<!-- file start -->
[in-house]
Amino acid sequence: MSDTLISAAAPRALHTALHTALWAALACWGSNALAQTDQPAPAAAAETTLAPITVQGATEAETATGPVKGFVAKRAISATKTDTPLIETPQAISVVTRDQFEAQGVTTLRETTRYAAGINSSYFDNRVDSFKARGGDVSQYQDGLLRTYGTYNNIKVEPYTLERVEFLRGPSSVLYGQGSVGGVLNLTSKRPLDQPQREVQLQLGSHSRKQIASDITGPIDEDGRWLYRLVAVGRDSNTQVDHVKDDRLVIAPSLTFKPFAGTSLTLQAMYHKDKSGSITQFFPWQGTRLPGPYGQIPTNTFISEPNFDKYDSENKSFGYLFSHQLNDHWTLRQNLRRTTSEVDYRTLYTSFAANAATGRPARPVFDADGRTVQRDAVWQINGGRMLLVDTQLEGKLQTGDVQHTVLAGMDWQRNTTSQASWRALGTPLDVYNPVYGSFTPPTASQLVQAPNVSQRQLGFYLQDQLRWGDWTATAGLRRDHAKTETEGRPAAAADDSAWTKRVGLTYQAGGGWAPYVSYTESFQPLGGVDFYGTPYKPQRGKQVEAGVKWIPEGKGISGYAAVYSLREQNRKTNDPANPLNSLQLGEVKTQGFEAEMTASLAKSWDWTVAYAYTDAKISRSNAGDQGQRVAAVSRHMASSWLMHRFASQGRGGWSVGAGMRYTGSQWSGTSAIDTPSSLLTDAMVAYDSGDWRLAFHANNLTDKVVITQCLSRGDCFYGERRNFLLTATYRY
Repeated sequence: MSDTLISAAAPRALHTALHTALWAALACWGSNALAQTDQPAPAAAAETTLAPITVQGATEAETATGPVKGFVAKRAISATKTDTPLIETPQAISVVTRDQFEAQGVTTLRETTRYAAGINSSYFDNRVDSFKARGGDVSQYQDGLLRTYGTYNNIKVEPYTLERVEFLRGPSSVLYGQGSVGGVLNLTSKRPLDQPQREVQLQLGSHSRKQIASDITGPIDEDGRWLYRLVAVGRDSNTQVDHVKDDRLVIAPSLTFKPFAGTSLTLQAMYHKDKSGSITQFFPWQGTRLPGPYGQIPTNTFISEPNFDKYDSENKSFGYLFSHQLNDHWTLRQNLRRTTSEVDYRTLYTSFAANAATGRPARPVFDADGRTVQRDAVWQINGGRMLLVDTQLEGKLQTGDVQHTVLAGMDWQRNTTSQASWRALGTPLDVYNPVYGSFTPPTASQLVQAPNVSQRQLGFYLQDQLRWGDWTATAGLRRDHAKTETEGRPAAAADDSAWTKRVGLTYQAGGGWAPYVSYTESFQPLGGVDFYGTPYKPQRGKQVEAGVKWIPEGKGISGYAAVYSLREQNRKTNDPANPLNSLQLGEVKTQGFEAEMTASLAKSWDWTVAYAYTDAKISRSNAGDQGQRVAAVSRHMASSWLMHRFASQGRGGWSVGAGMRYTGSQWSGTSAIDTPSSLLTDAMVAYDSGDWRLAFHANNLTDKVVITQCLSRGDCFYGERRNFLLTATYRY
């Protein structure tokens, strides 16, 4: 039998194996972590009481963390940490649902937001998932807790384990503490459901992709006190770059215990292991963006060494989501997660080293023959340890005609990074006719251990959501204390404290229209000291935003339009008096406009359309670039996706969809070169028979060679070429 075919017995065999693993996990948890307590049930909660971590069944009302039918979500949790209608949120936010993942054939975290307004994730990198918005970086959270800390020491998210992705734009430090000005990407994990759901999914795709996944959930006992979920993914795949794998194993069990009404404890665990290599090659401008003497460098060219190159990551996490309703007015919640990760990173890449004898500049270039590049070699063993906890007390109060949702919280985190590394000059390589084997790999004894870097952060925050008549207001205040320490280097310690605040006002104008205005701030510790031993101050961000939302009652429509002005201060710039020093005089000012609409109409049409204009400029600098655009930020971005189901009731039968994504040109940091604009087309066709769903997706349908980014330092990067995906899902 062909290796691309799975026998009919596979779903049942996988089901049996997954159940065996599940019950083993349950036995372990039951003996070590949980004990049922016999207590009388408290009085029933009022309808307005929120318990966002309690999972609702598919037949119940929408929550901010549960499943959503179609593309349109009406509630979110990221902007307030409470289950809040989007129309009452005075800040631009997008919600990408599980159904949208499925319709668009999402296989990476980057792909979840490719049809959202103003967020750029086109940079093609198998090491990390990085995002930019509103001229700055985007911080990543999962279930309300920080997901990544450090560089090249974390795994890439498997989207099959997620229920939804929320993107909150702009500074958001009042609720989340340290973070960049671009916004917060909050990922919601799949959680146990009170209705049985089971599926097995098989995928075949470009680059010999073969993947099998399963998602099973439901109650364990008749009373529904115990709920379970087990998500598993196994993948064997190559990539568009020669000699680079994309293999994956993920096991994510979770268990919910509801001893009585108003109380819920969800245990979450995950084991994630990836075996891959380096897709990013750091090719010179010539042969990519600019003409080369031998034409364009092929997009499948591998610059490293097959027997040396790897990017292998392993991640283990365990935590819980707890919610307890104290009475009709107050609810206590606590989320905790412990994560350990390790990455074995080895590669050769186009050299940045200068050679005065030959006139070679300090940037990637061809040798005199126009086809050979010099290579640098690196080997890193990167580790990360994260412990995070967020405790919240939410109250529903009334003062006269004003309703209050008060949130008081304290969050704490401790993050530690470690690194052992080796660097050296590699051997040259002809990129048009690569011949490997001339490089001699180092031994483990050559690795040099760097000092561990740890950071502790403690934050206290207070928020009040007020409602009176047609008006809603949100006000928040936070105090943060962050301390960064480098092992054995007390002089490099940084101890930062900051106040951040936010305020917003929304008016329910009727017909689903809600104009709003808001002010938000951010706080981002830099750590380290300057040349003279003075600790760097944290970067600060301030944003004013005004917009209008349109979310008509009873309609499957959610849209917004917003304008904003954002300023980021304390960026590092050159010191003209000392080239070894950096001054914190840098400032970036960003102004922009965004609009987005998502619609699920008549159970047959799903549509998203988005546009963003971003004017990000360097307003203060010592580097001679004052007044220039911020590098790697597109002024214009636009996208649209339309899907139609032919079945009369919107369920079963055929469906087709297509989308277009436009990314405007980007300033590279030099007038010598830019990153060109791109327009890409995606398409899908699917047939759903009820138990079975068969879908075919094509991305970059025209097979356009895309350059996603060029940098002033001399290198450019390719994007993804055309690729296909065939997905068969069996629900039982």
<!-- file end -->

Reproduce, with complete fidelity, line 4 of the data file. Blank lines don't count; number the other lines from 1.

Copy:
């Protein structure tokens, strides 16, 4: 039998194996972590009481963390940490649902937001998932807790384990503490459901992709006190770059215990292991963006060494989501997660080293023959340890005609990074006719251990959501204390404290229209000291935003339009008096406009359309670039996706969809070169028979060679070429 075919017995065999693993996990948890307590049930909660971590069944009302039918979500949790209608949120936010993942054939975290307004994730990198918005970086959270800390020491998210992705734009430090000005990407994990759901999914795709996944959930006992979920993914795949794998194993069990009404404890665990290599090659401008003497460098060219190159990551996490309703007015919640990760990173890449004898500049270039590049070699063993906890007390109060949702919280985190590394000059390589084997790999004894870097952060925050008549207001205040320490280097310690605040006002104008205005701030510790031993101050961000939302009652429509002005201060710039020093005089000012609409109409049409204009400029600098655009930020971005189901009731039968994504040109940091604009087309066709769903997706349908980014330092990067995906899902 062909290796691309799975026998009919596979779903049942996988089901049996997954159940065996599940019950083993349950036995372990039951003996070590949980004990049922016999207590009388408290009085029933009022309808307005929120318990966002309690999972609702598919037949119940929408929550901010549960499943959503179609593309349109009406509630979110990221902007307030409470289950809040989007129309009452005075800040631009997008919600990408599980159904949208499925319709668009999402296989990476980057792909979840490719049809959202103003967020750029086109940079093609198998090491990390990085995002930019509103001229700055985007911080990543999962279930309300920080997901990544450090560089090249974390795994890439498997989207099959997620229920939804929320993107909150702009500074958001009042609720989340340290973070960049671009916004917060909050990922919601799949959680146990009170209705049985089971599926097995098989995928075949470009680059010999073969993947099998399963998602099973439901109650364990008749009373529904115990709920379970087990998500598993196994993948064997190559990539568009020669000699680079994309293999994956993920096991994510979770268990919910509801001893009585108003109380819920969800245990979450995950084991994630990836075996891959380096897709990013750091090719010179010539042969990519600019003409080369031998034409364009092929997009499948591998610059490293097959027997040396790897990017292998392993991640283990365990935590819980707890919610307890104290009475009709107050609810206590606590989320905790412990994560350990390790990455074995080895590669050769186009050299940045200068050679005065030959006139070679300090940037990637061809040798005199126009086809050979010099290579640098690196080997890193990167580790990360994260412990995070967020405790919240939410109250529903009334003062006269004003309703209050008060949130008081304290969050704490401790993050530690470690690194052992080796660097050296590699051997040259002809990129048009690569011949490997001339490089001699180092031994483990050559690795040099760097000092561990740890950071502790403690934050206290207070928020009040007020409602009176047609008006809603949100006000928040936070105090943060962050301390960064480098092992054995007390002089490099940084101890930062900051106040951040936010305020917003929304008016329910009727017909689903809600104009709003808001002010938000951010706080981002830099750590380290300057040349003279003075600790760097944290970067600060301030944003004013005004917009209008349109979310008509009873309609499957959610849209917004917003304008904003954002300023980021304390960026590092050159010191003209000392080239070894950096001054914190840098400032970036960003102004922009965004609009987005998502619609699920008549159970047959799903549509998203988005546009963003971003004017990000360097307003203060010592580097001679004052007044220039911020590098790697597109002024214009636009996208649209339309899907139609032919079945009369919107369920079963055929469906087709297509989308277009436009990314405007980007300033590279030099007038010598830019990153060109791109327009890409995606398409899908699917047939759903009820138990079975068969879908075919094509991305970059025209097979356009895309350059996603060029940098002033001399290198450019390719994007993804055309690729296909065939997905068969069996629900039982």